Friday, 29 June 2012

Weekend Rewind: Best headline edition

I had so much fun reacquainting myself with the Weekend Rewinders last week, that I thought we would have another session this week!

I heard about an artist this week who has the longest album titles imaginable. So long that I can't remember the name of the artist or the name of her latest album. That's a fail I think.

Anyway, it got me thinking about blog posts and their titles. I reckon I write some posts that fail because of the headlines I give them. I like to be a bit cryptic, which really doesn't work from an SEO perspective.

This week I want to learn more about how to attract a crowd through a headline. Some bloggers do it so well. Like a good glossy magazine, they drag me in even though I KNOW that Brad Pitt doesn't have a secret family or that Princess Kate is not pregnant. Mrs. Woogs is a master.

So if you want to play along, become my friend if we are not already acquainted and link up a post that has a great headline. Don't forget to pop around and comment on other posts too. If you want to you can tweet or Facebook your post and share the Weekend Rewind love around the blogosphere.

So here is my favourite, but not terribly effective, headline: How long 'til a rodent goes crisp?

Over to you...

Thursday, 28 June 2012

It's a twin thing: Comparison

One of the things we try not to do is compare our children. Each one has their strengths and weaknesses and these are acknowledged, but we try not to reference the other kids.

I must admit that I find this aspect of parenting pretty hard. I can't help myself. I compare. I may not articulate my thoughts, but I definitely think them.

The fact that the children are at different ages and stages makes it a bit easier not to make direct comparisons. For example, I honestly can't remember what level of reading Nugget was up to at this stage in his Kindy year. Like Doo Dah he cottoned on easily, but who is doing better? I wouldn't know. It is not important to me. And I am too disorganised to find old school reports or Little Athletics results to check. I am not interested enough.

But it is exceptionally hard when it comes to the twins not to compare them. Most of their early milestones were attained within days of each other. But it was hard not to notice, for example, that one wasn't yet crawling, when the other was swanning past us.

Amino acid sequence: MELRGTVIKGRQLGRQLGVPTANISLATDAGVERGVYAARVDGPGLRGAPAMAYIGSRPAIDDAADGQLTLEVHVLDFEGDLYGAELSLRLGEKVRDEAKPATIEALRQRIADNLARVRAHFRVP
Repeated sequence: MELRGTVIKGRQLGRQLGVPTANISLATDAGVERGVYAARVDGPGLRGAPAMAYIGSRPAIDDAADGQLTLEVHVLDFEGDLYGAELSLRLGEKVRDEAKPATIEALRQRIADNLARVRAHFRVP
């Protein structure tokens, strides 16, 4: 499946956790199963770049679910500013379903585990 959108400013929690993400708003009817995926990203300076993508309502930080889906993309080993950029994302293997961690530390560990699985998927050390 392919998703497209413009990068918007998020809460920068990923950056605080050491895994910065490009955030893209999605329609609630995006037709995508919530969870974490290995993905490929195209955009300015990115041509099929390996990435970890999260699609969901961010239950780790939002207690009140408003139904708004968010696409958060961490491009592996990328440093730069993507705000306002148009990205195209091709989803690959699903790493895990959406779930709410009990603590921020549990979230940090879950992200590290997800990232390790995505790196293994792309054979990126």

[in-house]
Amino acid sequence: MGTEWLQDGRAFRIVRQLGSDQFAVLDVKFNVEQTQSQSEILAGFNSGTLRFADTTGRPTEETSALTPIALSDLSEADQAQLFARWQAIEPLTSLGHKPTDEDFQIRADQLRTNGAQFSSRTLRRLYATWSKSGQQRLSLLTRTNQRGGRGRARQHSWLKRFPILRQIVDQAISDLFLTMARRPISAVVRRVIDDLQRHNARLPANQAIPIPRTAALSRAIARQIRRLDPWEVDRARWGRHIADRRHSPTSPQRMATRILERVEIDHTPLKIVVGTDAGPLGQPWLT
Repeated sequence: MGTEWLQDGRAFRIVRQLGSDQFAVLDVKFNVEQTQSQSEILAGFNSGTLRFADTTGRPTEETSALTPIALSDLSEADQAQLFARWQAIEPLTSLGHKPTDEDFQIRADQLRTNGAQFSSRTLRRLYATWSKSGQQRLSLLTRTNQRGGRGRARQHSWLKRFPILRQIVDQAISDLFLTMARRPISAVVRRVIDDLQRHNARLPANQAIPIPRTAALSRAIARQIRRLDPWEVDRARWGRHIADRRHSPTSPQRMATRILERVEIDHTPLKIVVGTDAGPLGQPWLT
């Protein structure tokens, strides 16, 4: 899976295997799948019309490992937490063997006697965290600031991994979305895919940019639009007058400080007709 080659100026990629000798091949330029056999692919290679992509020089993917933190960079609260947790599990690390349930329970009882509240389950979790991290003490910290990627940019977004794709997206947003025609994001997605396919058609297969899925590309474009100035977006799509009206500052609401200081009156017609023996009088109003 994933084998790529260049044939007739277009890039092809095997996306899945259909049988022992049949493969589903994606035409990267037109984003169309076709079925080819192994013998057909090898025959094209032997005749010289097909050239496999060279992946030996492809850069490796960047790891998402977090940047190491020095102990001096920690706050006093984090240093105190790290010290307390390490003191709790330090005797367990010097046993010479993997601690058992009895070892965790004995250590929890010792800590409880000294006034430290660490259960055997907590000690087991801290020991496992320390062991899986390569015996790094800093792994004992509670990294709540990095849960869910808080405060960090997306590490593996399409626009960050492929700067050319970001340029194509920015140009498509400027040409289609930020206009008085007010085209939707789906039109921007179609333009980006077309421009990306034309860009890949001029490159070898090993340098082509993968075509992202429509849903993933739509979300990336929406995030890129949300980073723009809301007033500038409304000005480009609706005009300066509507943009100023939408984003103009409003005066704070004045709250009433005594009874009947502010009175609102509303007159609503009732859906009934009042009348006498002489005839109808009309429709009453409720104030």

Recently I had Dew Drop's speech and language assessed. Dew Drop's communication skills are behind the Minx's. Honestly, I didn't know if she was advanced and he was fine, or he was delayed and she was fine, so I thought I would ease my mind to seek a Speech Pathologist's opinion.

Turns out he is absolutely fine. More than fine.

If I had have just looked at him (in isolation), I would have known that. If I hadn't compared him to his sister, I would have been able to see for myself that he is speaking and listening really well for a three and a half year old.

I wonder why I feel the need to compare the twins? Is it just that they have an age-matched peer operating next to them that makes comparison so easy? Or is it just me?

Monday, 25 June 2012

Thumb sucking

Image by Nugget. Minx doing her best bucky beaver face.
The Minx wouldn't take the dummy. She was a screamy baby who refused to be 'plugged'. It was a nightmare for us, until she 'found her thumb' at about six weeks. Then she slept. We praised her thumb sucking. Thumb sucking was the bomb.

Over the past few years her thumb habit hasn't been too bad. She would suck it in bed. Sometimes in front of the TV too. Her teeth have have a bit of a casualty, but overall, not too bad.

Lately, she has increased her usage. It seems every time I look at her, she has her thumb in her mouth. It is starting to drive me mad.

Now before I go on, I have a small confession to make. I am a thumb sucker. I am 39 years old and I still suck my thumb. Not consciously, you understand, but when I am stressed out, I suck my thumb. Not one of my most redeeming features, but a part of me nonetheless.

So it is a bit like the pot calling the kettle black for me to insist that the Minx curb her habit. But, I reckon I would do anything for her to kick it.

The other day, while visiting her cousin Badoo, the Minx commented on the Badoo's dummy.

"Maybe I could have one?" she asked.